Project presentations: Tuesday, April 18 at class (1:25pm - 2:40pm) AND at lab (6:15pm - 7:30pm). Attendance mandatory.

Deadline for paper submissions: May 2 by email.

This project is meant to demonstrate some of the things you have learned in the class applied to real world data or theory problems. The project is rather open ended but must come from one of the following themes:

  1. Replication of an existing network paper: This type of project requires replicating (that is writing your own code!) someone else’s work, testing how well it works and maybe trying to extend it a little bit.
  2. Data analysis applying tools from class: This type of project requires a desire to do some novel data analysis. You should find your own network dataset and explore it — the goal here is to do more than just count the number of edges and triangles or to fit a stochastic blockmodel but rather to find interesting insights into some real world phenomenon.
  3. Original research with a network component: If your research already involves networks, be it theoretical, methodological and data-analytic, present it in a compelling fashion.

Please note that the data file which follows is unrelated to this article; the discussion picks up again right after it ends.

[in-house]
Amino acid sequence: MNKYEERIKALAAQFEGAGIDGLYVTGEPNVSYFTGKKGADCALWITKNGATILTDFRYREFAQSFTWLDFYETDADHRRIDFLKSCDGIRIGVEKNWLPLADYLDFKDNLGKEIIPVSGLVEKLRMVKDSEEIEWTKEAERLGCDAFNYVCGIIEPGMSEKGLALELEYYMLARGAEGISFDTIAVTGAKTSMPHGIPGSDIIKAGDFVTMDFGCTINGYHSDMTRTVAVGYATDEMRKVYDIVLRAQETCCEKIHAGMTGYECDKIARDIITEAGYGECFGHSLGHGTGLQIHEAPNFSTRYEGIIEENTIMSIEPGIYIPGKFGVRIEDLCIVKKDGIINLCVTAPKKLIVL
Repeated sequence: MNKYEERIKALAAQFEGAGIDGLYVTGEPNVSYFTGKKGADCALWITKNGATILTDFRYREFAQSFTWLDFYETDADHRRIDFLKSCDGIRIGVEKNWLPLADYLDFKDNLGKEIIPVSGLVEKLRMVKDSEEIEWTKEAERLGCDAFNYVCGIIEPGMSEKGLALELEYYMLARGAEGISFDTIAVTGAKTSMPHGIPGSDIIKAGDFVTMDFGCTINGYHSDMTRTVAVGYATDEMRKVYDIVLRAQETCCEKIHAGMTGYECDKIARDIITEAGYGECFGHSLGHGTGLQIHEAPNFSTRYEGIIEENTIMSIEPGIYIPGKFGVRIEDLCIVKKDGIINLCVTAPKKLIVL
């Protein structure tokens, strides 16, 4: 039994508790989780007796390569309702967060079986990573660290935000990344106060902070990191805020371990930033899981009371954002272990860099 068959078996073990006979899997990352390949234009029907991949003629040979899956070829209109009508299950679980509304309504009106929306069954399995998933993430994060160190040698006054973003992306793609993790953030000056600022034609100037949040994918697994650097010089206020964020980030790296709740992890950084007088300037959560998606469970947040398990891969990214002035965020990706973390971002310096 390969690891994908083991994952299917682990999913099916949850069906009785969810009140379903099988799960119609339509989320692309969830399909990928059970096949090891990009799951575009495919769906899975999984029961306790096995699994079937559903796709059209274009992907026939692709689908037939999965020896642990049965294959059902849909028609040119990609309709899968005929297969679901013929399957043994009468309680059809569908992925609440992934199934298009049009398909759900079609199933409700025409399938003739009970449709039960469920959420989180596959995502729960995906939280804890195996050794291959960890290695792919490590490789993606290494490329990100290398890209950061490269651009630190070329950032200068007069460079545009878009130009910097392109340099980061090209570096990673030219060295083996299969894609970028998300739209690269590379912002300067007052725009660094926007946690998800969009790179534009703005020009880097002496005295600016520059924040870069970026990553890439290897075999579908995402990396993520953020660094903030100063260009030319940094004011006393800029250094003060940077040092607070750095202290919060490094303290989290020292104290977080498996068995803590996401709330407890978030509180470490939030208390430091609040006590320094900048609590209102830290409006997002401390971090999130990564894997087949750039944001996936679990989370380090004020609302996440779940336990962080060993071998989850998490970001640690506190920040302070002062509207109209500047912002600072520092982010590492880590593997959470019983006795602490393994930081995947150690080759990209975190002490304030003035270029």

You can either work by yourself or with one partner. Results to be submitted as a report and a presentation (depending on how many groups we have we should be able to get everyone to do 10-15 minute presentations).

Project presentations:

  • Haozhang Jiang: Mixed Membership Stochastic Blockmodels
  • Derek Owens-Oas: Visualizing a Political Blog Network with the Mixed Membership Stochastic Block Model
  • Vaishakhi Mayya and Ran Huo: A brief study of “Overlapping Stochastic Block Models with Application to the French Political Blogosphere”
  • Leonardo Shu and Sunith Suresh: Comparing Clustering Techniques for Community Detection
  • Mengke Lian: Community Detection and Recommender System of Bangumi Dataset with Social Regularization
  • Zek Zhang: “Stochastic blockmodel approximation of a graphon: Theory and consistent estimation” by Airoldi, Costa and Chan, 2014
  • Jiancong Zhu: “The Political Blogosphere and the 2004 US Election: Divided They Blog”
  • Marco Morucci: Causal inference and social networks: the problem of interference

  • Woo Min Kim: Hierarchical Network Models
  • Gilad Amitai: “Testing and Modeling Dependencies Between a Network and Nodal Attributes” by Fosdick and Hoff, 2015
  • Yoon Woo Billy Byun: Inferring Biological Neural Connectivity with Structured Network Priors
  • Matt Van Liedekerke and Yizheng Wang: Modeling Dynamic NBA Player Passing Networks
  • Sonia Xu: Passing networks: Duke Women’s Basketball
  • Andy Cooper: Analyzing Risky Behaviors in STI Transmission Networks with Latent Space Models
  • Anna Yanchenko: Network Analysis of Concert Programming
  • Dewen Xu and Yimeng Jia: Graph-Coupled HMMs for Modeling the Spread of Infection